ST. JOHN | The Plan Commission is crafting an ordinance that will reduce the glare of all kinds of outdoor lighting.
The new ordinance is based on one adopted by the village of Homer Glen, Ill., in 2010, said Plan Commission President Greg Volk, who is also a member of the St. John Town Council.
It specifies full-cutoff performance for all lighting in commercial and industrial zones and street lighting. Full-cutoff means that the light distribution from a fixture is controlled and does not spill into the adjoining area with glaring illumination. However, such lighting fully illuminates an area, such as a business, when someone enters a parking lot.
At Wednesday’s study session, the commissioners, Town Manager Steve Kil and Town Engineer Kenn Kraus went line by line through the luminaire standards in the Homer Glen lighting ordinance. They made various changes to reflect St. John’s and Indiana’s customs and laws.
“High-pressure sodium (light bulbs) is what we’d like to see used for street lighting,” Volk said.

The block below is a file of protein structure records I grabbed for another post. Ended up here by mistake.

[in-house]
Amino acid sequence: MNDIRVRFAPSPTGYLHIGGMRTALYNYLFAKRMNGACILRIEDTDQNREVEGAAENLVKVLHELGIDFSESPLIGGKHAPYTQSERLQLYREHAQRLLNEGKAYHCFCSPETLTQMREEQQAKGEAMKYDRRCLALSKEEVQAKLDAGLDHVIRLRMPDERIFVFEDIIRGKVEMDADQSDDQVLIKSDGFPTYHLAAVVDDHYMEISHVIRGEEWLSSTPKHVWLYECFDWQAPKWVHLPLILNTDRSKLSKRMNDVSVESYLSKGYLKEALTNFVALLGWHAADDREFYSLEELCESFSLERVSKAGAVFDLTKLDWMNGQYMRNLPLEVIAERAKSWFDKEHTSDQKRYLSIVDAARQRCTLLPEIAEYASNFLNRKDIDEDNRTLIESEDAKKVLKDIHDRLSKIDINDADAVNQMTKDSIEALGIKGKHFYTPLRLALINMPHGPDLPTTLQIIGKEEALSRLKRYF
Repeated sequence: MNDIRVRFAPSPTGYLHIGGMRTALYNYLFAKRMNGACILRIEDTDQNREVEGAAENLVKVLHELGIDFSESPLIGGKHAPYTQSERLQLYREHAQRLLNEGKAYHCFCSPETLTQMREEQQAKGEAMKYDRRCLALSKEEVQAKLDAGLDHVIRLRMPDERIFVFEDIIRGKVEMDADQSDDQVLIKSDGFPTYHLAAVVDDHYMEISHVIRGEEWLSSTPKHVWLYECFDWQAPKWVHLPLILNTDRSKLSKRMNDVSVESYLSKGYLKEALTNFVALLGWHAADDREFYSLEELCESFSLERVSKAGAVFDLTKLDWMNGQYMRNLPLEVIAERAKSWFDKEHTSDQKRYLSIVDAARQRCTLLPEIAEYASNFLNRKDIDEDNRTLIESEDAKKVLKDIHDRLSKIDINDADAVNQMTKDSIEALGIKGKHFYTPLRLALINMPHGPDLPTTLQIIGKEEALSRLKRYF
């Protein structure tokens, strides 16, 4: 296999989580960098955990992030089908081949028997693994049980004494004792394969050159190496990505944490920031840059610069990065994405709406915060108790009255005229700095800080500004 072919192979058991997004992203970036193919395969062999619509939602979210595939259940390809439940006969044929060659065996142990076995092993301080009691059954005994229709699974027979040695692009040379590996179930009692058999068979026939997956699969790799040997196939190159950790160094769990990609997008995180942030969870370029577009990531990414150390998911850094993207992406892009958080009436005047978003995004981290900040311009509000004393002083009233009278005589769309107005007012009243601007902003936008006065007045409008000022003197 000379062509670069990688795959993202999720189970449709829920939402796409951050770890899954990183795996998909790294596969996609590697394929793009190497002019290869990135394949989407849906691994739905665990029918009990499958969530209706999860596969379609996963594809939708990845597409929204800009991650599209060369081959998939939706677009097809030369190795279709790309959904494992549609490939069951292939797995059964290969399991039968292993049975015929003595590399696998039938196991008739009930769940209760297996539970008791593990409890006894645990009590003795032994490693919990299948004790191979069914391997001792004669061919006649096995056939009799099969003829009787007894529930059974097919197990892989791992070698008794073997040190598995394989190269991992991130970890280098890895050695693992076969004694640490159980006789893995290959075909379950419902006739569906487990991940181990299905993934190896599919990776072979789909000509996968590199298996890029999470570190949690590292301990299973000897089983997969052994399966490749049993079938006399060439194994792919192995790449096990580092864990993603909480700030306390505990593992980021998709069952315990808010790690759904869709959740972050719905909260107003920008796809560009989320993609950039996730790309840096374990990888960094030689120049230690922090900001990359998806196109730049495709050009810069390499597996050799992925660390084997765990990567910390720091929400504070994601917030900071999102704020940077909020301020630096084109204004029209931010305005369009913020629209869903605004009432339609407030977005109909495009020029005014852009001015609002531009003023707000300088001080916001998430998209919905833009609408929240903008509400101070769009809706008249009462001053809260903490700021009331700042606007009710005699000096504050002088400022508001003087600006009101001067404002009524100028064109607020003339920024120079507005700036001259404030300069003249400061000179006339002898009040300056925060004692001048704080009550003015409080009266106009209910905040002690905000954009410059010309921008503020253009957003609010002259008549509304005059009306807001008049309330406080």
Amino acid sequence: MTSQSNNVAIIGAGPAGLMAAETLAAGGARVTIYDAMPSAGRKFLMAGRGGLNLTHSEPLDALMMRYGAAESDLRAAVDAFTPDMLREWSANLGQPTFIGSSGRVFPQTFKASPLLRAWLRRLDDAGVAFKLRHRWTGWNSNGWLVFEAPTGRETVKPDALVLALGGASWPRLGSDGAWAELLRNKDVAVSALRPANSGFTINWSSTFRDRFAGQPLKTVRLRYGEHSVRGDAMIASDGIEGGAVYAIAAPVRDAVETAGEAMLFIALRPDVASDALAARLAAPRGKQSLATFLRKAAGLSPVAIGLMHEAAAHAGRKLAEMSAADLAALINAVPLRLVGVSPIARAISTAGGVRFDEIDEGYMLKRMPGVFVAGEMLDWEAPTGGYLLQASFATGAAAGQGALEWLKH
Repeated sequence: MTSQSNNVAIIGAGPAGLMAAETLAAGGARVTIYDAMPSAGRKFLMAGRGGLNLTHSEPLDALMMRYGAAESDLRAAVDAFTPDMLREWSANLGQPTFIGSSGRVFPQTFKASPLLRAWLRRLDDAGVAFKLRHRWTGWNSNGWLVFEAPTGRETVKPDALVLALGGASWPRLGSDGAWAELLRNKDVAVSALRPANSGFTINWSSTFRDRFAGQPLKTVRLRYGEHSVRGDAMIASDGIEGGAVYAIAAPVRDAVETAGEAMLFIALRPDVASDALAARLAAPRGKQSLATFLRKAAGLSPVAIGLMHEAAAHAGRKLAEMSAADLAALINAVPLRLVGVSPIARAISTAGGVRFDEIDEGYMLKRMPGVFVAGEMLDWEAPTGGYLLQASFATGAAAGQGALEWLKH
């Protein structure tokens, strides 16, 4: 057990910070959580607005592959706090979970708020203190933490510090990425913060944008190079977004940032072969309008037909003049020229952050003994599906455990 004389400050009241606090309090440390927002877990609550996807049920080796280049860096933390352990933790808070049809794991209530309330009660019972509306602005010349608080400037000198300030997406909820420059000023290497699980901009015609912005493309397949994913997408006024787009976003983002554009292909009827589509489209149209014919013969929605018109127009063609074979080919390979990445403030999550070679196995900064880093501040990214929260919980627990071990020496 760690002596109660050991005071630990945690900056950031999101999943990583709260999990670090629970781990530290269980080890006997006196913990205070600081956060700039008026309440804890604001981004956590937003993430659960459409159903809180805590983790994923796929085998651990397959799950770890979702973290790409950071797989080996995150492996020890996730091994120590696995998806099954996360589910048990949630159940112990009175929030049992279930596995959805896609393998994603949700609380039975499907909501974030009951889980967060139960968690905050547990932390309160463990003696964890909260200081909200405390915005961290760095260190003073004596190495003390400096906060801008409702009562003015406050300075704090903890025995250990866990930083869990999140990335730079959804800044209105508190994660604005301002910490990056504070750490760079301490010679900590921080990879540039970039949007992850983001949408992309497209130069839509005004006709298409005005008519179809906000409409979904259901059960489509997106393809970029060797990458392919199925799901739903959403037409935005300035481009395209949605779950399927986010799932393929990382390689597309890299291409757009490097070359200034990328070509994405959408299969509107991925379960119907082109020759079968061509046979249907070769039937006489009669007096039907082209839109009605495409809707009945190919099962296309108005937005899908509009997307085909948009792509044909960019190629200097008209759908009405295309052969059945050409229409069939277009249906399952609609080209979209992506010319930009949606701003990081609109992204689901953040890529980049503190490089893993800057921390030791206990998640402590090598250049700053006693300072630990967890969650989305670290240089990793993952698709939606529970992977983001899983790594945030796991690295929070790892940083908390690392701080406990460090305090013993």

St. John also uses 100-watt lights.
The 25-foot height of standard light poles will be specified in the new ordinance for residential and commercial/industrial zones. St. John already has two design standards on the books for decorative and aluminium-spun poles, Kil said.
There will be special design exceptions for car sales lots and sports fields, Volk said.
Lighting for sporting fields will depend on the level of play, Kraus said.
“It all comes together when you design a sports field,” he said.
Among the outdoor lighting that likely will be prohibited in the new ordinance are the use of laser light sources, “architectural lighting of any portion of a building or structure with a polish or glass exterior surfaces that uses uplighting," searchlights and neon lights to accent a building or architectural features.
Some types of outdoor lighting will be exempt from the ordinance. They include underwater lighting used for illumination of swimming pools and fountains; lighting required by county, state or federal law; temporary holiday lighting; portable lighting temporarily used for maintenance or repair that’s not deemed by the town or state or create a hazard or nuisance; emergency lighting used by first responders or medical personnel; lighting approved by the town for such events as carnivals, circuses and festivals; and temporary lighting required for road construction or other public improvements.